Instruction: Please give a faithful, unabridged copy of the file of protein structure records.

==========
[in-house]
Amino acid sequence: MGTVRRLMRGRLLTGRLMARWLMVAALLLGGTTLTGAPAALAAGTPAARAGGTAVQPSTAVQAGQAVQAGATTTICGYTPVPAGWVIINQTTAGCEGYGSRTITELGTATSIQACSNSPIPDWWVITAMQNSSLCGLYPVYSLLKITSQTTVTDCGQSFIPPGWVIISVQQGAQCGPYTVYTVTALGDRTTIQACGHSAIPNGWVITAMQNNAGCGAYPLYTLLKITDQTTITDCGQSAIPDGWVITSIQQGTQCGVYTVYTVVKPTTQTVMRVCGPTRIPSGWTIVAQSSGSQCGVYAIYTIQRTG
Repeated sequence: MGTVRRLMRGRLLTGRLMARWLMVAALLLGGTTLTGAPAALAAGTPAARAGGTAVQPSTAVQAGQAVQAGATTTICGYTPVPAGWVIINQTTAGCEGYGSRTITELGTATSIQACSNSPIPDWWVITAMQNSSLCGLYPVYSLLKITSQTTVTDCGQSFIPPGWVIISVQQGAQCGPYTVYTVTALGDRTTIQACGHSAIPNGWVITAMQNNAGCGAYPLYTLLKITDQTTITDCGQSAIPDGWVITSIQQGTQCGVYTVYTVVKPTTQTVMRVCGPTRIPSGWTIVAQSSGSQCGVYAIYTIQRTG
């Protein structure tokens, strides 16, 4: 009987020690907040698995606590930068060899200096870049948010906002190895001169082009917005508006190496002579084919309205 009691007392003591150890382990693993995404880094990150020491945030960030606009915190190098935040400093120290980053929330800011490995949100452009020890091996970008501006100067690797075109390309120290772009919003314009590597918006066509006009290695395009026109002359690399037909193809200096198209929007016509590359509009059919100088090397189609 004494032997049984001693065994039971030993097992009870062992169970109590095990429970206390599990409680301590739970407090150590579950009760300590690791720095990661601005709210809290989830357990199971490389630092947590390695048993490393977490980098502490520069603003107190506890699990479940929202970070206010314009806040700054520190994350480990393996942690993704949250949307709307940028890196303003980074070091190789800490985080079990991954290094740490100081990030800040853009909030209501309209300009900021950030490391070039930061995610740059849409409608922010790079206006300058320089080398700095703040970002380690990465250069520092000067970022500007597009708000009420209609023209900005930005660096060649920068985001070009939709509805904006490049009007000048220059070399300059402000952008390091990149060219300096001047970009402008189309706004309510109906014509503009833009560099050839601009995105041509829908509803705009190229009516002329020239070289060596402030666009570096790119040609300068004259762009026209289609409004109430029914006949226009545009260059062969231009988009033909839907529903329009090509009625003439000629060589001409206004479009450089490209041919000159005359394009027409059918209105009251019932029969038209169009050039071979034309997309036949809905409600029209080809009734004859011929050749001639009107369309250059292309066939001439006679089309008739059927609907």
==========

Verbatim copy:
[in-house]
Amino acid sequence: MGTVRRLMRGRLLTGRLMARWLMVAALLLGGTTLTGAPAALAAGTPAARAGGTAVQPSTAVQAGQAVQAGATTTICGYTPVPAGWVIINQTTAGCEGYGSRTITELGTATSIQACSNSPIPDWWVITAMQNSSLCGLYPVYSLLKITSQTTVTDCGQSFIPPGWVIISVQQGAQCGPYTVYTVTALGDRTTIQACGHSAIPNGWVITAMQNNAGCGAYPLYTLLKITDQTTITDCGQSAIPDGWVITSIQQGTQCGVYTVYTVVKPTTQTVMRVCGPTRIPSGWTIVAQSSGSQCGVYAIYTIQRTG
Repeated sequence: MGTVRRLMRGRLLTGRLMARWLMVAALLLGGTTLTGAPAALAAGTPAARAGGTAVQPSTAVQAGQAVQAGATTTICGYTPVPAGWVIINQTTAGCEGYGSRTITELGTATSIQACSNSPIPDWWVITAMQNSSLCGLYPVYSLLKITSQTTVTDCGQSFIPPGWVIISVQQGAQCGPYTVYTVTALGDRTTIQACGHSAIPNGWVITAMQNNAGCGAYPLYTLLKITDQTTITDCGQSAIPDGWVITSIQQGTQCGVYTVYTVVKPTTQTVMRVCGPTRIPSGWTIVAQSSGSQCGVYAIYTIQRTG
């Protein structure tokens, strides 16, 4: 009987020690907040698995606590930068060899200096870049948010906002190895001169082009917005508006190496002579084919309205 009691007392003591150890382990693993995404880094990150020491945030960030606009915190190098935040400093120290980053929330800011490995949100452009020890091996970008501006100067690797075109390309120290772009919003314009590597918006066509006009290695395009026109002359690399037909193809200096198209929007016509590359509009059919100088090397189609 004494032997049984001693065994039971030993097992009870062992169970109590095990429970206390599990409680301590739970407090150590579950009760300590690791720095990661601005709210809290989830357990199971490389630092947590390695048993490393977490980098502490520069603003107190506890699990479940929202970070206010314009806040700054520190994350480990393996942690993704949250949307709307940028890196303003980074070091190789800490985080079990991954290094740490100081990030800040853009909030209501309209300009900021950030490391070039930061995610740059849409409608922010790079206006300058320089080398700095703040970002380690990465250069520092000067970022500007597009708000009420209609023209900005930005660096060649920068985001070009939709509805904006490049009007000048220059070399300059402000952008390091990149060219300096001047970009402008189309706004309510109906014509503009833009560099050839601009995105041509829908509803705009190229009516002329020239070289060596402030666009570096790119040609300068004259762009026209289609409004109430029914006949226009545009260059062969231009988009033909839907529903329009090509009625003439000629060589001409206004479009450089490209041919000159005359394009027409059918209105009251019932029969038209169009050039071979034309997309036949809905409600029209080809009734004859011929050749001639009107369309250059292309066939001439006679089309008739059927609907």